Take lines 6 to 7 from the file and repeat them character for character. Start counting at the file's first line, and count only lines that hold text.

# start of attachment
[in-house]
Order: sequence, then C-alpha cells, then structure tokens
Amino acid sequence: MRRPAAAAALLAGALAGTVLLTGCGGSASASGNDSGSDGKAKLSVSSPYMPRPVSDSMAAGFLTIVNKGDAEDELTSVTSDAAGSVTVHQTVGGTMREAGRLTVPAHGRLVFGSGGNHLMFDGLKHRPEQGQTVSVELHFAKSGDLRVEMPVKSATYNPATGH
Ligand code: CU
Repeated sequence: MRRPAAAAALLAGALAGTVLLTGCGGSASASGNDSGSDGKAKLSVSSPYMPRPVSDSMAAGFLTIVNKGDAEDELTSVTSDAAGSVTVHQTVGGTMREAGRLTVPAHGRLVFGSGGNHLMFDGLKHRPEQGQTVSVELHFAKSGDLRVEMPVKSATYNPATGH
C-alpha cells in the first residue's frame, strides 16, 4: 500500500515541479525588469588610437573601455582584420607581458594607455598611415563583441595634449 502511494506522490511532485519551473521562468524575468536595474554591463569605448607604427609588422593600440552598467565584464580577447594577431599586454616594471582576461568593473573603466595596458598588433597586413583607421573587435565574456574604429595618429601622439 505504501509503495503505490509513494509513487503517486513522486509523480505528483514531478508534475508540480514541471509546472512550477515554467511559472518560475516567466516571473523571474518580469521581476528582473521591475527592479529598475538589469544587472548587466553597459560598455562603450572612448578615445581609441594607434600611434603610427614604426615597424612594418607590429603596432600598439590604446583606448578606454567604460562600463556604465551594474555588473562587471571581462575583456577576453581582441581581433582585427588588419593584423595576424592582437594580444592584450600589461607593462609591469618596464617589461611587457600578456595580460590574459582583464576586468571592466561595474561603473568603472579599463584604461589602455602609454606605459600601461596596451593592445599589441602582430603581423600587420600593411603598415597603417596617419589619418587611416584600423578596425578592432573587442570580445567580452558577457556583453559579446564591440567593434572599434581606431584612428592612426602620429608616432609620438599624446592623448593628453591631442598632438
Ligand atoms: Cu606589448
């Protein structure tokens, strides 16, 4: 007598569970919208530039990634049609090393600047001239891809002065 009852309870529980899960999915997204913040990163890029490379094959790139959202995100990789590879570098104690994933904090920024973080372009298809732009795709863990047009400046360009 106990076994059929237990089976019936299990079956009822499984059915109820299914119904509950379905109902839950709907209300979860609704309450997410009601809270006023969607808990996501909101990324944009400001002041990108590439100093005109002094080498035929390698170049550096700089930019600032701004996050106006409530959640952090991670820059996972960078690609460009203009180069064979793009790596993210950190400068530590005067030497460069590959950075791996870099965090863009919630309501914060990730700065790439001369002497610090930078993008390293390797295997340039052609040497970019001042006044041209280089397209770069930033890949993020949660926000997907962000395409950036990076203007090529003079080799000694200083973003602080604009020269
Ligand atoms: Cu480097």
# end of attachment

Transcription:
C-alpha cells in the first residue's frame, strides 16, 4: 500500500515541479525588469588610437573601455582584420607581458594607455598611415563583441595634449 502511494506522490511532485519551473521562468524575468536595474554591463569605448607604427609588422593600440552598467565584464580577447594577431599586454616594471582576461568593473573603466595596458598588433597586413583607421573587435565574456574604429595618429601622439 505504501509503495503505490509513494509513487503517486513522486509523480505528483514531478508534475508540480514541471509546472512550477515554467511559472518560475516567466516571473523571474518580469521581476528582473521591475527592479529598475538589469544587472548587466553597459560598455562603450572612448578615445581609441594607434600611434603610427614604426615597424612594418607590429603596432600598439590604446583606448578606454567604460562600463556604465551594474555588473562587471571581462575583456577576453581582441581581433582585427588588419593584423595576424592582437594580444592584450600589461607593462609591469618596464617589461611587457600578456595580460590574459582583464576586468571592466561595474561603473568603472579599463584604461589602455602609454606605459600601461596596451593592445599589441602582430603581423600587420600593411603598415597603417596617419589619418587611416584600423578596425578592432573587442570580445567580452558577457556583453559579446564591440567593434572599434581606431584612428592612426602620429608616432609620438599624446592623448593628453591631442598632438
Ligand atoms: Cu606589448